This is a traditional Oman mountain village, but not a pic taken from the air. It is of a model in a museum, and it shows the structure of the 2500-year-old irrigation system that is still the backbone of local agriculture.
Old mountain fortresses and watchtowers are seen all over the country, also in the capital city.
The royal palace in Muscat is for representation only; the Sultan and his family live somewhere else.
The Grand Mosque of Muscat.
A local family visiting the mosque, having their picture taken.
We spent a good bit of time in the souk, finally finishing our Christmas shopping.
ES is not always easy to impress, but this guy got her into his shop. It turned out to be mutually profitable.
Having had costumers from all over the world, he has built up an impressive collection of bank notes that he is happy to show.
Our salesman shows DHH the sort of headgear the sultan and other nobilities of Oman wear.
The final result. We did not buy this particular item, but we bought enough other stuff to keep our new friend happy.
Does DHH actually look like the Sultan? You can all judge for yourselves.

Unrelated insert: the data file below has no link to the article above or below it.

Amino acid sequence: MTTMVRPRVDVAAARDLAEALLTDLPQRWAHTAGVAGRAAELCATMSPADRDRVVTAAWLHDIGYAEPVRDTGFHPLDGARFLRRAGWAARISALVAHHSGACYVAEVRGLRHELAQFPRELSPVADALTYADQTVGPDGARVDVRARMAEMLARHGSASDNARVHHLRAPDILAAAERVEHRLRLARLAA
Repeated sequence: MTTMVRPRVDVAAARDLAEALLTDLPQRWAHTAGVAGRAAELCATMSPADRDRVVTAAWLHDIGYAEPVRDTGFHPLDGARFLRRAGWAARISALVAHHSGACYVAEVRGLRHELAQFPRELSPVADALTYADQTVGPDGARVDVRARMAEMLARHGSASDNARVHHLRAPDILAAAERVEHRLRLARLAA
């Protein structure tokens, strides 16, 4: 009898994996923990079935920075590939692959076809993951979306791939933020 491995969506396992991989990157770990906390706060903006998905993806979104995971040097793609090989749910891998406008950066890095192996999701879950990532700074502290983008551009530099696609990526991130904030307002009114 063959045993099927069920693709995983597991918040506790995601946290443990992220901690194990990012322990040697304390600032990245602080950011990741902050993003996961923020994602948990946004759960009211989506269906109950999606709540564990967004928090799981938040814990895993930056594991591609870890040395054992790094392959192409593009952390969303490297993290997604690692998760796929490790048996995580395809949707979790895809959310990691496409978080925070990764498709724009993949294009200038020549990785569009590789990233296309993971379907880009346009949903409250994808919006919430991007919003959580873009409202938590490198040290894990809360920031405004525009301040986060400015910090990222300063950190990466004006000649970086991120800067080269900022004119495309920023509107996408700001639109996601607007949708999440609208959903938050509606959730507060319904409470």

Some more pictures from the same market.
This chap is weighing up the dates we will be serving at this years Christmas’ party.
The closest we came to the Sultan was a view of his private yacht, here in the centre of the picture.
A local family looking at the birds at the seaside of downtown Muscat. This lady wears a veil, but the vast majority of the women we saw here did not. On average, we meet as many faceless women on Oxford Street in central London as we do in Muscat.
We found Muscat a rather pleasant city. No doubt there are vast fortunes hidden behind some of the traditional facades, but you are not hit over the head with the lust for luxury like you are in The Emirates.